You’ve surely seen a time management website that promises to make you more efficient. In a sense, Time Management Tao itself operates on that premise, though we take a more educational approach towards this end than providing you with tools and shortcuts.
Anyway, is a time management website really helpful? Does it save you time? Or is it just another way to waste time online?
Many of us who struggle to manage time are struggling under an overwhelming burden of tasks and deadlines.
- You’re a caregiver for your family.
- You probably have pets that depend on you.
- You have regular chores around the house, in your yard, and personal care to handle.
- This is in addition to everything related to your job, career, dreams, goals and future.
Whew! That’s a crammed personal schedule.
So how to solve your dilemma of not having enough time? A time management website that is supposed to save you precious minutes or even hours can be a boon – if it works the way it is supposed to. A time managing website may charge you for access, or offer stuff for free. Some have basic services for free, but you will have to pay for the premium features.
A time management website like Myhours.com will help you track the time you spend on projects. You’ll be able to tell which components of your work are the most profitable, and help you deliver on your biggest goals. Of course, you’ll first have to enter enough data to enable the system to correctly identify your activities as being useful or not.
The trouble with a website like this is the learning curve you need to go through before you get the hang of things, and the time that you spend on setting things up at first. While it may suit specific professionals such as writers and freelancers who get paid for their time, it may be wasteful to work with such a system for many others.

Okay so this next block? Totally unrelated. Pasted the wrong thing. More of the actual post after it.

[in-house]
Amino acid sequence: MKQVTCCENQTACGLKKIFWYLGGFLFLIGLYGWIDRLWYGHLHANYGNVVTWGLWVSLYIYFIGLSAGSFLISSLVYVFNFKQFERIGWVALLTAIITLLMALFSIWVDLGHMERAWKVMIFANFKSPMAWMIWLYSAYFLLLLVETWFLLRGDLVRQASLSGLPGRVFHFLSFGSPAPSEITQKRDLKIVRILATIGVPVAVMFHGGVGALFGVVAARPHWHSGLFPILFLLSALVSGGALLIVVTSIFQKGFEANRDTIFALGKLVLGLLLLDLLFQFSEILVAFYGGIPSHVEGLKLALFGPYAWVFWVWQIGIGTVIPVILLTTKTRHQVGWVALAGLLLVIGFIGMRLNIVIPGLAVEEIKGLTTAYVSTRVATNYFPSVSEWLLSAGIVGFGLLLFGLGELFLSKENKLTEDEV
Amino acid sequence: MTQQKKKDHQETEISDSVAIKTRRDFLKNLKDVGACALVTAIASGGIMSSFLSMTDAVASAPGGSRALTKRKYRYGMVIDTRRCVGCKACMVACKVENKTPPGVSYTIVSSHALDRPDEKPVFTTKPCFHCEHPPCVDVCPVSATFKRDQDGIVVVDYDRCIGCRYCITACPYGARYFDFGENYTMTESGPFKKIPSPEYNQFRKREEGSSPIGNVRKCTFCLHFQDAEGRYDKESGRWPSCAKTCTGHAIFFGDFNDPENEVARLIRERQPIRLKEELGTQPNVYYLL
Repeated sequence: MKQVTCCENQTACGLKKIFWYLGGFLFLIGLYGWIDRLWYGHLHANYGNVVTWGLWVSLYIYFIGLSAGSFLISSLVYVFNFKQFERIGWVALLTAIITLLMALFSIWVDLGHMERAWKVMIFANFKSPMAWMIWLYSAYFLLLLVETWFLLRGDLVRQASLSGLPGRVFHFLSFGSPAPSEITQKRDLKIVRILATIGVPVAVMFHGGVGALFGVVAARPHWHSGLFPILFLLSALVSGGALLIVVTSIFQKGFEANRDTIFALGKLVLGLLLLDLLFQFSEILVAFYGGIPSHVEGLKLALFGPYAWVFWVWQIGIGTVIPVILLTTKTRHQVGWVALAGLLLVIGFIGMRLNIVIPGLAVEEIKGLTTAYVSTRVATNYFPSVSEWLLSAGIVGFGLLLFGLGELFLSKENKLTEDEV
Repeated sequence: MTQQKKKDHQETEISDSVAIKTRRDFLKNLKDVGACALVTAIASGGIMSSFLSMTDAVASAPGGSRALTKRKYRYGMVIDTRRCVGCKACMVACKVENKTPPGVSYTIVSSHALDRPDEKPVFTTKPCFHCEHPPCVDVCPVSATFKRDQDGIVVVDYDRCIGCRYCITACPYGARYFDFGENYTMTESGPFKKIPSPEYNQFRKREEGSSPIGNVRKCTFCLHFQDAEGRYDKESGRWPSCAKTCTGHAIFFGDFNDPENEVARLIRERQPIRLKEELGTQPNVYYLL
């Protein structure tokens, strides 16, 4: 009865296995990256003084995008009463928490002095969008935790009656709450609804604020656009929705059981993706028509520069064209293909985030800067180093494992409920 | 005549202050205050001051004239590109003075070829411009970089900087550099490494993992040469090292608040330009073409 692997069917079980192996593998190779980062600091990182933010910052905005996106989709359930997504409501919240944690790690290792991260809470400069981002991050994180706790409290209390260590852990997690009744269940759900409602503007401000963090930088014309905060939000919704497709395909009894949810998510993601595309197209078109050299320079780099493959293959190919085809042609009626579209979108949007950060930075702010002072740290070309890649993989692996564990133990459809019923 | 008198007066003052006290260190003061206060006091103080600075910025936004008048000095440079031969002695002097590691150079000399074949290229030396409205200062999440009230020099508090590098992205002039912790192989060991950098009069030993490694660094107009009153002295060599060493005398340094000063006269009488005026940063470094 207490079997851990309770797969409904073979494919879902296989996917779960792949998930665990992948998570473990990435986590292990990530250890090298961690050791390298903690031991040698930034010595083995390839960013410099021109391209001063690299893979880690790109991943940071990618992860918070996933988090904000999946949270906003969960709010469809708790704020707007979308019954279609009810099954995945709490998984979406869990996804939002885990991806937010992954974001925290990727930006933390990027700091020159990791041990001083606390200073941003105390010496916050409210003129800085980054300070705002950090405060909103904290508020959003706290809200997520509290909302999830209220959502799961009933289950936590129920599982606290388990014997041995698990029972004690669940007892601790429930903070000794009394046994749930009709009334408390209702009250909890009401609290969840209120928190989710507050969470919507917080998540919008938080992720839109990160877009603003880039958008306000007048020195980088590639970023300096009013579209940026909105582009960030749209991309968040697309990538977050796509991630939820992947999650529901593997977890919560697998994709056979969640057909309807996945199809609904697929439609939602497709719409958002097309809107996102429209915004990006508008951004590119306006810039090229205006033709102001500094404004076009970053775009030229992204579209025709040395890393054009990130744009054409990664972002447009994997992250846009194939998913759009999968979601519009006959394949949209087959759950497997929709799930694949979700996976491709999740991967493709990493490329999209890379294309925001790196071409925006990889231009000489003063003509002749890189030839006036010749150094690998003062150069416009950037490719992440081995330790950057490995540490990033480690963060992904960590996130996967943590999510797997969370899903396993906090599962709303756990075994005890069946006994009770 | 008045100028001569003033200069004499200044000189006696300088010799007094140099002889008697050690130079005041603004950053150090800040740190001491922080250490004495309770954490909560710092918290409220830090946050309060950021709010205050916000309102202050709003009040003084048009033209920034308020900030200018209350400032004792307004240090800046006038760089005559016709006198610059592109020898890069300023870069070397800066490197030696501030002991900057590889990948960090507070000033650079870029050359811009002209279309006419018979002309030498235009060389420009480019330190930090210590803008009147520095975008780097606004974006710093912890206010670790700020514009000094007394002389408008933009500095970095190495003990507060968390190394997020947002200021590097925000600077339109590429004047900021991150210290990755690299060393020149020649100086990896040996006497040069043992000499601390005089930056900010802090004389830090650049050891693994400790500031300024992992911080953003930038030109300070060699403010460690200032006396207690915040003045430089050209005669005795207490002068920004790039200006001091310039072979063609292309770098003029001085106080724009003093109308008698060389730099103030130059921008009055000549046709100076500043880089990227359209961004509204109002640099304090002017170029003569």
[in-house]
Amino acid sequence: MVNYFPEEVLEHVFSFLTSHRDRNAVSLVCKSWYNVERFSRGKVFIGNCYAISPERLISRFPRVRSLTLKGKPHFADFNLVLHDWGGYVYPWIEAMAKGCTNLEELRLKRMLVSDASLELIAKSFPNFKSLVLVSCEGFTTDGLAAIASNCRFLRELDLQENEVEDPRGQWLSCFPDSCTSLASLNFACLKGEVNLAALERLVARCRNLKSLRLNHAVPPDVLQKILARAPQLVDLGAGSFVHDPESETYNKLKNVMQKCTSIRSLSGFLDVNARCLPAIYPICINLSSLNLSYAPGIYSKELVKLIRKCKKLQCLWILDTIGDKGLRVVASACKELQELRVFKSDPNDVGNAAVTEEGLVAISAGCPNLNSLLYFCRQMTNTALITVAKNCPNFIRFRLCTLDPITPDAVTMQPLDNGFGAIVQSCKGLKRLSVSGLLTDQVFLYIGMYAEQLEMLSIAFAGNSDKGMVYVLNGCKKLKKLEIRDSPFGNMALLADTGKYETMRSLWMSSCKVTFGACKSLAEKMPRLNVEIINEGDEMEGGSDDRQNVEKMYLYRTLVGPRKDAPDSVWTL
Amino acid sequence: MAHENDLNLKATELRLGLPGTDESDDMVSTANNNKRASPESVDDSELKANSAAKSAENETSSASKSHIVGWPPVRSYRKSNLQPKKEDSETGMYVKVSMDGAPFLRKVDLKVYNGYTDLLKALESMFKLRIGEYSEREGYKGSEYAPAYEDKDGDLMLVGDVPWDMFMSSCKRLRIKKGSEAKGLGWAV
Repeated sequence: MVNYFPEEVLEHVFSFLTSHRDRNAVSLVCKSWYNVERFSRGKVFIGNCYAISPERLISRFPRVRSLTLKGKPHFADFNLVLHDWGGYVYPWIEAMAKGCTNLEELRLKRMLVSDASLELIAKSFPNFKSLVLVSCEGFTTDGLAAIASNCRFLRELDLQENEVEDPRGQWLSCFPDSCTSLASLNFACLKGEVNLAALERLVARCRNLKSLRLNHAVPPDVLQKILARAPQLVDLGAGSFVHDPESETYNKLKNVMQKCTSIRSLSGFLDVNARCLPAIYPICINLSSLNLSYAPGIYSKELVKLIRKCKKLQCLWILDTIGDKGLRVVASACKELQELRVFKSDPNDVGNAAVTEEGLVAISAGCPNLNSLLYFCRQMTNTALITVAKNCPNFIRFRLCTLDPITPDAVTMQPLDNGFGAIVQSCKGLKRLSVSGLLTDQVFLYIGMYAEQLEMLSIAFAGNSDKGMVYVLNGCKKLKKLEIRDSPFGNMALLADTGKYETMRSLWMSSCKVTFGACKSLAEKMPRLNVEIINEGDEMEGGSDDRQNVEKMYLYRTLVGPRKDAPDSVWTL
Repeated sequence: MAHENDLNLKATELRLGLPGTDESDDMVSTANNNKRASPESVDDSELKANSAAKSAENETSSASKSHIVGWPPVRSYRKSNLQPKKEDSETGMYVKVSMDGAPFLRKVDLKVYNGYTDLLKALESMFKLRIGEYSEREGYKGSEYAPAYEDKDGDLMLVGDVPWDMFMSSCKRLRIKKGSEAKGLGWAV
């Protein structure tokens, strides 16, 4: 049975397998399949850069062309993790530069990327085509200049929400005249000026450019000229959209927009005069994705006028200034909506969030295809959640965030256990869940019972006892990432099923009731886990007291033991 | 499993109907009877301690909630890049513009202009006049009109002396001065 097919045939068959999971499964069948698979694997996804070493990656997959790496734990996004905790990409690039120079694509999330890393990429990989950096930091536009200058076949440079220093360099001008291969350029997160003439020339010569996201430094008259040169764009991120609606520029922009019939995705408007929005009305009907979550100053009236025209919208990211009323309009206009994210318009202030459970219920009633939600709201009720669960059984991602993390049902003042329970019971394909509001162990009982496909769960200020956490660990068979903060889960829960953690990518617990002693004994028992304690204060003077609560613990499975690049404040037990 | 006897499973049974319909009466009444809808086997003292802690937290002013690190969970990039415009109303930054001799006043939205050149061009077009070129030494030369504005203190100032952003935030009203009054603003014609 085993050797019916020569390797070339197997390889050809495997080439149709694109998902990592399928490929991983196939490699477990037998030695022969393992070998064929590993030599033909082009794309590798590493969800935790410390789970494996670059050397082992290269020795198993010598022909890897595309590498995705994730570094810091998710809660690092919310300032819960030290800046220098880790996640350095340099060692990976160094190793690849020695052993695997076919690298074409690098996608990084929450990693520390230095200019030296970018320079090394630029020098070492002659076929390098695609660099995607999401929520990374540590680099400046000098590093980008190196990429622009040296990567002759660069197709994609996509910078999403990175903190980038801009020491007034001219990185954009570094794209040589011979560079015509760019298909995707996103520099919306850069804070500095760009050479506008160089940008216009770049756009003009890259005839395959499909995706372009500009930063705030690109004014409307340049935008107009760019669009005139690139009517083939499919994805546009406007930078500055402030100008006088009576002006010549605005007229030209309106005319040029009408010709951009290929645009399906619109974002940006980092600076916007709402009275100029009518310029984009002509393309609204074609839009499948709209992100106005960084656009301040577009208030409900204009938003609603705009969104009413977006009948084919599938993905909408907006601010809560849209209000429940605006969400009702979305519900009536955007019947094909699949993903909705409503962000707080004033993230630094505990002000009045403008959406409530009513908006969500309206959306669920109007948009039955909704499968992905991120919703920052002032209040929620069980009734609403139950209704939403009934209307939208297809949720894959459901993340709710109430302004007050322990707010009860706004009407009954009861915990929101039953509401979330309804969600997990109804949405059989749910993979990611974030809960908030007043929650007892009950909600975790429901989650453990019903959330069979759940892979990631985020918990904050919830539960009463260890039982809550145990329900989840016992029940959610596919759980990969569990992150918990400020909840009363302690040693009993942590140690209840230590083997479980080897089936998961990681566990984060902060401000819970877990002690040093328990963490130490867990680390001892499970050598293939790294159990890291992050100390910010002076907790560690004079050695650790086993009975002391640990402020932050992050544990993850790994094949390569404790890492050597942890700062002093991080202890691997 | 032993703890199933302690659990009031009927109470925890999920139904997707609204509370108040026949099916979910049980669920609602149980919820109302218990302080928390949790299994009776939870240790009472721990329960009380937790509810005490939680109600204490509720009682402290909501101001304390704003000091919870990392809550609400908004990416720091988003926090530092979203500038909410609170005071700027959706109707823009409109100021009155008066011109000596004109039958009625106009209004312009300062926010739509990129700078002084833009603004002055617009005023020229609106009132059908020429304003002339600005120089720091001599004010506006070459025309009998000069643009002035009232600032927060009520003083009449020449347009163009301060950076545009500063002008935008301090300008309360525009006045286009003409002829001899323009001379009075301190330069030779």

Toggl is another time management website which gives you a timer to click on and off when you begin and finish a task. This helps keep a log of your online time, which can let you identify interruptions like unscheduled email checks, phone calls, or people breaking your work flow. Knowing how often you get sidetracked will give you a kick in the pants to concentrate on work and focus better.
The problem with using a service like this is that you’re often unconscious about distractions and delays that take you away from your work. It’s usually a few minutes (or hours?) after you’ve been lured away into Facebook’s rabbit holes, or YouTube’s video entertainment, that you realize you’re not working – and have forgotten to log the time you transferred attention!
Other programs make this switch automatically, each time you change an application or program. It will not uncover which browser window you work on, or whenever you click on to a time-wasting website, though. The automatic nature of the time log is appealing to some users.
Knowing what fraction of your work day is spent actually on project related activities can serve as a useful indicator of your efficiency and ability to resist distractions.
If you’re the kind of person who thrives on specific reminders related to your ‘to do’ list, then a service like FlyLady can be of value. It will send you emails throughout the course of your day, based on a schedule you input into their system previously. The reminders force you to focus on a specific activity at a particular time of the day, driving you towards getting all items on your list done.
A time management website can be of some value in identifying where you spend most of your time in the day, and to assess in a general manner how efficiently you use the time at work. But don’t expect it to automatically improve your time management skills. You’ll still need to master the 3 core principles of Time Management Tao:
- Find your center – know WHAT to do
- Understand your order – know HOW to do it
- Pick your timing – know WHO to use & WHEN